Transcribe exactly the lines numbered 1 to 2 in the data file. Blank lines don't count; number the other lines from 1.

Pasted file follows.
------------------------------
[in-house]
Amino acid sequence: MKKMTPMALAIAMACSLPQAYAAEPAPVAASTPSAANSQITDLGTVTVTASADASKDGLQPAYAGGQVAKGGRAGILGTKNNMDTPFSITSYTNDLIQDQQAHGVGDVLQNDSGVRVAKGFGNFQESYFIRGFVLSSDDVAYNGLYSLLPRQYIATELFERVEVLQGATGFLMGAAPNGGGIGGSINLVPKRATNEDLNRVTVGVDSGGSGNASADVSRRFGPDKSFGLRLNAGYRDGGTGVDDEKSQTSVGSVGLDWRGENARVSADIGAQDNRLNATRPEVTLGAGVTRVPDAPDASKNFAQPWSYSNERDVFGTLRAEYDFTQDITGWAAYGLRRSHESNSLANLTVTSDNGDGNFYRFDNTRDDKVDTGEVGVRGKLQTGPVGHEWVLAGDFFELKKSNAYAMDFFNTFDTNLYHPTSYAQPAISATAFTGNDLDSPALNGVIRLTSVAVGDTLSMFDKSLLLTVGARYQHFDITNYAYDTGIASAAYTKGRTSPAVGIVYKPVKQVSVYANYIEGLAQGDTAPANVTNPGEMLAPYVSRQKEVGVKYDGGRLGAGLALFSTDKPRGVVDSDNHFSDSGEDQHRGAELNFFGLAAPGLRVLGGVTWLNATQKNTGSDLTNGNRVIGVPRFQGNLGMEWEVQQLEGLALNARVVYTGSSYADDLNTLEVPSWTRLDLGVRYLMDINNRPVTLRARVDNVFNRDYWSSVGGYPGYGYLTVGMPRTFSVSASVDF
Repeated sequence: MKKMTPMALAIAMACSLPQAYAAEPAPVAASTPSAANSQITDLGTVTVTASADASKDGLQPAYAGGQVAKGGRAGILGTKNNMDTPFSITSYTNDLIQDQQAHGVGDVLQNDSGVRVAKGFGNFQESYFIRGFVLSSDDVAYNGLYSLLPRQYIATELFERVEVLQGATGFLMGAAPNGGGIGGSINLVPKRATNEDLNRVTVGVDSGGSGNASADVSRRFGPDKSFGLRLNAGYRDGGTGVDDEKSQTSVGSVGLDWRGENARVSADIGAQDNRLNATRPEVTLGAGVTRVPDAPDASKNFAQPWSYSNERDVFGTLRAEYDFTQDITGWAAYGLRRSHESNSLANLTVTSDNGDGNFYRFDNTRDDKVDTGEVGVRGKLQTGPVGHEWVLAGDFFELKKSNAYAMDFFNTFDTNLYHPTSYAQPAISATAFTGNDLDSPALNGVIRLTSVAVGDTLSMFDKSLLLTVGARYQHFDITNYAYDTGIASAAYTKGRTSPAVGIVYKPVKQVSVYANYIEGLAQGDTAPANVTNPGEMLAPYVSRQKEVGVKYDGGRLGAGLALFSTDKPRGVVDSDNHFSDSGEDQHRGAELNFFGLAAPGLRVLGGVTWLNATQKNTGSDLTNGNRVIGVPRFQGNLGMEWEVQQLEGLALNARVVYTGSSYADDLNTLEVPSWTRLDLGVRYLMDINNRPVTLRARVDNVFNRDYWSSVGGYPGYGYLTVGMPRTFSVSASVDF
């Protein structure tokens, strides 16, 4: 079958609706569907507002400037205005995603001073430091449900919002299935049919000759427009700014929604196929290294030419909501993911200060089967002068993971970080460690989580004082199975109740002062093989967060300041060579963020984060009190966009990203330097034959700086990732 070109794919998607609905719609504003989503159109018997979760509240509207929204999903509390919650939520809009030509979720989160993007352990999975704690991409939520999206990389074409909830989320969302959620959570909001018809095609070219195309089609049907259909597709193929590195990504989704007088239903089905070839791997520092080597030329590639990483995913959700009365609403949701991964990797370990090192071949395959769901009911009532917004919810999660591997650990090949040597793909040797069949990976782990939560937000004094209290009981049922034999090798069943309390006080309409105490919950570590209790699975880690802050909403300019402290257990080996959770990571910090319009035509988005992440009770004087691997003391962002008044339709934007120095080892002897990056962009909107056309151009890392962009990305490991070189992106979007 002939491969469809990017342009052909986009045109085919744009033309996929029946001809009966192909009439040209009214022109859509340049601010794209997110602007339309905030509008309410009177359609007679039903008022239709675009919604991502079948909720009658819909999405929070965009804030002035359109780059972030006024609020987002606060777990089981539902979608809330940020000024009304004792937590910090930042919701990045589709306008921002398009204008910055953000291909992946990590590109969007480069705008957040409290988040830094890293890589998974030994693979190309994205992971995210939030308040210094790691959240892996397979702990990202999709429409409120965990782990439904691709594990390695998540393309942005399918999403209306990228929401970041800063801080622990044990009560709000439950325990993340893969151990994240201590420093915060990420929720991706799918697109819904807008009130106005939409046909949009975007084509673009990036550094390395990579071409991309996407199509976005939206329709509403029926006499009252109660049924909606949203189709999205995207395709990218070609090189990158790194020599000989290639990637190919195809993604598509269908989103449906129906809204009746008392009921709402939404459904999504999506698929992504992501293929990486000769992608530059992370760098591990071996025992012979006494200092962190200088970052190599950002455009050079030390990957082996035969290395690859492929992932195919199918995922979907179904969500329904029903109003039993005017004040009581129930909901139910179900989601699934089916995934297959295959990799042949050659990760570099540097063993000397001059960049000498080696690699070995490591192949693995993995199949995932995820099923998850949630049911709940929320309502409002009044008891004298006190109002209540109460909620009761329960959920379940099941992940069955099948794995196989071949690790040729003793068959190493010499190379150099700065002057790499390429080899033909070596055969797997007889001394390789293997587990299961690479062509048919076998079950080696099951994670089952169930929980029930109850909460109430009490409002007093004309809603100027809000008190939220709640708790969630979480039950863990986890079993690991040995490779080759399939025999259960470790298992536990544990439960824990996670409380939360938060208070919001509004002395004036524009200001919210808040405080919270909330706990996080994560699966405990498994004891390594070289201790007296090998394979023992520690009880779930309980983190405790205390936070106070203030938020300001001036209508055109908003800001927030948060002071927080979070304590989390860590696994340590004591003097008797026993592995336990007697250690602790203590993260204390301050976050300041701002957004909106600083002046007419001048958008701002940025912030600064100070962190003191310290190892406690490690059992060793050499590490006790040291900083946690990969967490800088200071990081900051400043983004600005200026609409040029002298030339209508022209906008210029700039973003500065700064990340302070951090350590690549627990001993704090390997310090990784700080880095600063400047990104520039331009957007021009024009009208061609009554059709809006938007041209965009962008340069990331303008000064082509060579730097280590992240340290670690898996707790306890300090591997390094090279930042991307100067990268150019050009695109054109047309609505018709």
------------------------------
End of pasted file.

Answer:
[in-house]
Amino acid sequence: MKKMTPMALAIAMACSLPQAYAAEPAPVAASTPSAANSQITDLGTVTVTASADASKDGLQPAYAGGQVAKGGRAGILGTKNNMDTPFSITSYTNDLIQDQQAHGVGDVLQNDSGVRVAKGFGNFQESYFIRGFVLSSDDVAYNGLYSLLPRQYIATELFERVEVLQGATGFLMGAAPNGGGIGGSINLVPKRATNEDLNRVTVGVDSGGSGNASADVSRRFGPDKSFGLRLNAGYRDGGTGVDDEKSQTSVGSVGLDWRGENARVSADIGAQDNRLNATRPEVTLGAGVTRVPDAPDASKNFAQPWSYSNERDVFGTLRAEYDFTQDITGWAAYGLRRSHESNSLANLTVTSDNGDGNFYRFDNTRDDKVDTGEVGVRGKLQTGPVGHEWVLAGDFFELKKSNAYAMDFFNTFDTNLYHPTSYAQPAISATAFTGNDLDSPALNGVIRLTSVAVGDTLSMFDKSLLLTVGARYQHFDITNYAYDTGIASAAYTKGRTSPAVGIVYKPVKQVSVYANYIEGLAQGDTAPANVTNPGEMLAPYVSRQKEVGVKYDGGRLGAGLALFSTDKPRGVVDSDNHFSDSGEDQHRGAELNFFGLAAPGLRVLGGVTWLNATQKNTGSDLTNGNRVIGVPRFQGNLGMEWEVQQLEGLALNARVVYTGSSYADDLNTLEVPSWTRLDLGVRYLMDINNRPVTLRARVDNVFNRDYWSSVGGYPGYGYLTVGMPRTFSVSASVDF